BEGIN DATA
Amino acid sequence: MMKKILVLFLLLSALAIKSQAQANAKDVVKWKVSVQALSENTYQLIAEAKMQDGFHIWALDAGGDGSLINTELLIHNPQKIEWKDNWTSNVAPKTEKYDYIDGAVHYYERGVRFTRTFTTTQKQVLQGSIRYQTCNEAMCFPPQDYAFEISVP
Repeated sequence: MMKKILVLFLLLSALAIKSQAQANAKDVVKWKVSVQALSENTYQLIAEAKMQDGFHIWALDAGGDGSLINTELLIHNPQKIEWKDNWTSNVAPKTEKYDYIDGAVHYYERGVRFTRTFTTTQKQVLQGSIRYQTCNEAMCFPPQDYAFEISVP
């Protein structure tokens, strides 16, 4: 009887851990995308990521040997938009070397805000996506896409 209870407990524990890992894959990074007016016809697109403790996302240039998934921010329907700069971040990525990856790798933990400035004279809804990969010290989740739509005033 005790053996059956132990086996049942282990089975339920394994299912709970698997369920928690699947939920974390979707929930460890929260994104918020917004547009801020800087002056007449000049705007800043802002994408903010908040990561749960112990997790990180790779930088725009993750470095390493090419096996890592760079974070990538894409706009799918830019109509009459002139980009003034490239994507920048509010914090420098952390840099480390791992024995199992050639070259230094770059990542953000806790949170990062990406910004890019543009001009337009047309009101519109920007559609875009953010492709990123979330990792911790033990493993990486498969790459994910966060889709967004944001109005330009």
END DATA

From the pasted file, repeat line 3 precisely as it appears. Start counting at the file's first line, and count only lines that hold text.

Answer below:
């Protein structure tokens, strides 16, 4: 009887851990995308990521040997938009070397805000996506896409 209870407990524990890992894959990074007016016809697109403790996302240039998934921010329907700069971040990525990856790798933990400035004279809804990969010290989740739509005033 005790053996059956132990086996049942282990089975339920394994299912709970698997369920928690699947939920974390979707929930460890929260994104918020917004547009801020800087002056007449000049705007800043802002994408903010908040990561749960112990997790990180790779930088725009993750470095390493090419096996890592760079974070990538894409706009799918830019109509009459002139980009003034490239994507920048509010914090420098952390840099480390791992024995199992050639070259230094770059990542953000806790949170990062990406910004890019543009001009337009047309009101519109920007559609875009953010492709990123979330990792911790033990493993990486498969790459994910966060889709967004944001109005330009």